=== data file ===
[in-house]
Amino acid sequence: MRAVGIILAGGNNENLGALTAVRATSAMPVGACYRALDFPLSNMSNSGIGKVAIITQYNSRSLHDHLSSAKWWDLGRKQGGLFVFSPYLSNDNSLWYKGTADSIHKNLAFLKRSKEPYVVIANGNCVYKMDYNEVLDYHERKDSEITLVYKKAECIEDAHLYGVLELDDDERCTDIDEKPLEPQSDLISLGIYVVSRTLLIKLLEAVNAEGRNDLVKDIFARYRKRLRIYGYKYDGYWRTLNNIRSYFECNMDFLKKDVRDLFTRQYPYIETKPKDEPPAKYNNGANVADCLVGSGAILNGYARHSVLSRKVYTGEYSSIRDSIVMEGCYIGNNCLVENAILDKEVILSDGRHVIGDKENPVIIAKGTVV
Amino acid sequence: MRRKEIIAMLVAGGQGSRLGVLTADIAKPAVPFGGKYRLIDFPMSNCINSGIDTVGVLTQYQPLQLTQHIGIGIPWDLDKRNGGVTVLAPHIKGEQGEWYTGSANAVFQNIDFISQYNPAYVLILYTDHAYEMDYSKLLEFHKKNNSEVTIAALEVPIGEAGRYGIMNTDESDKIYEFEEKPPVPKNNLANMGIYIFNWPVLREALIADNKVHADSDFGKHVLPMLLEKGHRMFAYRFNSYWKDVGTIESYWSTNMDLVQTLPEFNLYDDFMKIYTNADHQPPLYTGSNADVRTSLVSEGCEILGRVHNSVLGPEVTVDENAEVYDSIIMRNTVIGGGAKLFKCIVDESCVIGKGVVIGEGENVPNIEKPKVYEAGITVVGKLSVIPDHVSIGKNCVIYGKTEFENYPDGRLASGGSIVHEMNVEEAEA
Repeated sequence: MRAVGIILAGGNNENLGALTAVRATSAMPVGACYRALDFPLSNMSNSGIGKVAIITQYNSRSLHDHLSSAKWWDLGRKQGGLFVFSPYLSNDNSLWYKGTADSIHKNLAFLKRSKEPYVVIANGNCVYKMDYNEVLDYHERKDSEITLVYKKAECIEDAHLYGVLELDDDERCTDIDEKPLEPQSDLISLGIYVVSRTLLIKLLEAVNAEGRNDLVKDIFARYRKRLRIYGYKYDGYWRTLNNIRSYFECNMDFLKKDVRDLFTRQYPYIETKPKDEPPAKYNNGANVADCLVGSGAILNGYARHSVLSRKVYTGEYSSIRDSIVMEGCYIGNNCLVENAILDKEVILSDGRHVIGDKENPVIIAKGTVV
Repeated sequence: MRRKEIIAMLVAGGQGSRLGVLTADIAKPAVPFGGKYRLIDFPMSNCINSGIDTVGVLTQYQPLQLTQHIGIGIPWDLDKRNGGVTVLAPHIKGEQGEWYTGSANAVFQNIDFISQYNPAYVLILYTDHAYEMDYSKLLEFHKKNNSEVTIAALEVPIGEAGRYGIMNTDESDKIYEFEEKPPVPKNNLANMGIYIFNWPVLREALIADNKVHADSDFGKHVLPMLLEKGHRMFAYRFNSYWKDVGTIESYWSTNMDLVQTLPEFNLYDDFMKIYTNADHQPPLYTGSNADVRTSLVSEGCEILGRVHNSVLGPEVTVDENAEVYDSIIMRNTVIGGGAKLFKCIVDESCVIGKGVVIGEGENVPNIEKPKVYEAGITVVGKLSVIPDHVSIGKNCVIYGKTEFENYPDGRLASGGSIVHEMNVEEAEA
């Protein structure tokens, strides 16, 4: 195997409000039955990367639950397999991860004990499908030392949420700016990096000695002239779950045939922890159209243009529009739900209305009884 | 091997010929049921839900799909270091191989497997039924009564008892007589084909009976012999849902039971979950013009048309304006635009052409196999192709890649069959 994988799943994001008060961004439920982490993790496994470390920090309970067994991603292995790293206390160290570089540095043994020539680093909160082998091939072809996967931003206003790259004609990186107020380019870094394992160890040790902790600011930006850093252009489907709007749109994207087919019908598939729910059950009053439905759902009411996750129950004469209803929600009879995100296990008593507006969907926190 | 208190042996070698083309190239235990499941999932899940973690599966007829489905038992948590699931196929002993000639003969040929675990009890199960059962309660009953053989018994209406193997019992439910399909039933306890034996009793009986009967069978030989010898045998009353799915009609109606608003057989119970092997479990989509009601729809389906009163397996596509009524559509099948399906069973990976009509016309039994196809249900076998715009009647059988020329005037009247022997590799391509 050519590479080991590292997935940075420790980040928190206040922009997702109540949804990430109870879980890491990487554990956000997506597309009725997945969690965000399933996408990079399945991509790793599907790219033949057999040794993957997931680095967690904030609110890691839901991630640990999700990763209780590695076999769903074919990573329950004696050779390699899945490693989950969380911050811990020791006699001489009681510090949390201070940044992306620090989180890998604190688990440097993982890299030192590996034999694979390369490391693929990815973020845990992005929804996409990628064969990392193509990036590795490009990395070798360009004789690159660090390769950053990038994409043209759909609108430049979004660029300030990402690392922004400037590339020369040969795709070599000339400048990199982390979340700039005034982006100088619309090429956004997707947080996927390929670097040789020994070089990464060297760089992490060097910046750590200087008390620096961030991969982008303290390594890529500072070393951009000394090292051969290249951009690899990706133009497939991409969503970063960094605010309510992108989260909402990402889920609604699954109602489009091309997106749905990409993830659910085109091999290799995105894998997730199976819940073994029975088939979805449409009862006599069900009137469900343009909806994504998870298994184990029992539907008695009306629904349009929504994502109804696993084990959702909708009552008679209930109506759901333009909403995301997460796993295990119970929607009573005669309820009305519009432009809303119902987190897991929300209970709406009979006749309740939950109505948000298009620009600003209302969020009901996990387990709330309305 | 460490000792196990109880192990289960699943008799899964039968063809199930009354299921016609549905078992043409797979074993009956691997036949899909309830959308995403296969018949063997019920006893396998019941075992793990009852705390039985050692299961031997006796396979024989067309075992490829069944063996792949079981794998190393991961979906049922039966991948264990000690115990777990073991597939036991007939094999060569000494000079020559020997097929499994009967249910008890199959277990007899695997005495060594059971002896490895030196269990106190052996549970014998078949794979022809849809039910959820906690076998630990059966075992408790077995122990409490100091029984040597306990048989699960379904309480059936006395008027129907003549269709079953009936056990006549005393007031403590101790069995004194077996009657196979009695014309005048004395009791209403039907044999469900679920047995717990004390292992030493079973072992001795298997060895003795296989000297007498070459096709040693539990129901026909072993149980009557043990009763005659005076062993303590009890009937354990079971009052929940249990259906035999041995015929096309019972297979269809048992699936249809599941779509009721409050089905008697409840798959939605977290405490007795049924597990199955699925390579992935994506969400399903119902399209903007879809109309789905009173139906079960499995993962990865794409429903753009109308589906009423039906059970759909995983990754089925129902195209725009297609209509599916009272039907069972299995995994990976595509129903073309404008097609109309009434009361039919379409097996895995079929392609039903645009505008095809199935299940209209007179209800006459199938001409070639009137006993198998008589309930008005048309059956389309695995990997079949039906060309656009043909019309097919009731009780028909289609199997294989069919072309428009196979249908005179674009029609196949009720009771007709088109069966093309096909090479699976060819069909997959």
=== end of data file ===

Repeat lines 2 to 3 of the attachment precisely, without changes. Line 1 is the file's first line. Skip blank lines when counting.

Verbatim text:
Amino acid sequence: MRAVGIILAGGNNENLGALTAVRATSAMPVGACYRALDFPLSNMSNSGIGKVAIITQYNSRSLHDHLSSAKWWDLGRKQGGLFVFSPYLSNDNSLWYKGTADSIHKNLAFLKRSKEPYVVIANGNCVYKMDYNEVLDYHERKDSEITLVYKKAECIEDAHLYGVLELDDDERCTDIDEKPLEPQSDLISLGIYVVSRTLLIKLLEAVNAEGRNDLVKDIFARYRKRLRIYGYKYDGYWRTLNNIRSYFECNMDFLKKDVRDLFTRQYPYIETKPKDEPPAKYNNGANVADCLVGSGAILNGYARHSVLSRKVYTGEYSSIRDSIVMEGCYIGNNCLVENAILDKEVILSDGRHVIGDKENPVIIAKGTVV
Amino acid sequence: MRRKEIIAMLVAGGQGSRLGVLTADIAKPAVPFGGKYRLIDFPMSNCINSGIDTVGVLTQYQPLQLTQHIGIGIPWDLDKRNGGVTVLAPHIKGEQGEWYTGSANAVFQNIDFISQYNPAYVLILYTDHAYEMDYSKLLEFHKKNNSEVTIAALEVPIGEAGRYGIMNTDESDKIYEFEEKPPVPKNNLANMGIYIFNWPVLREALIADNKVHADSDFGKHVLPMLLEKGHRMFAYRFNSYWKDVGTIESYWSTNMDLVQTLPEFNLYDDFMKIYTNADHQPPLYTGSNADVRTSLVSEGCEILGRVHNSVLGPEVTVDENAEVYDSIIMRNTVIGGGAKLFKCIVDESCVIGKGVVIGEGENVPNIEKPKVYEAGITVVGKLSVIPDHVSIGKNCVIYGKTEFENYPDGRLASGGSIVHEMNVEEAEA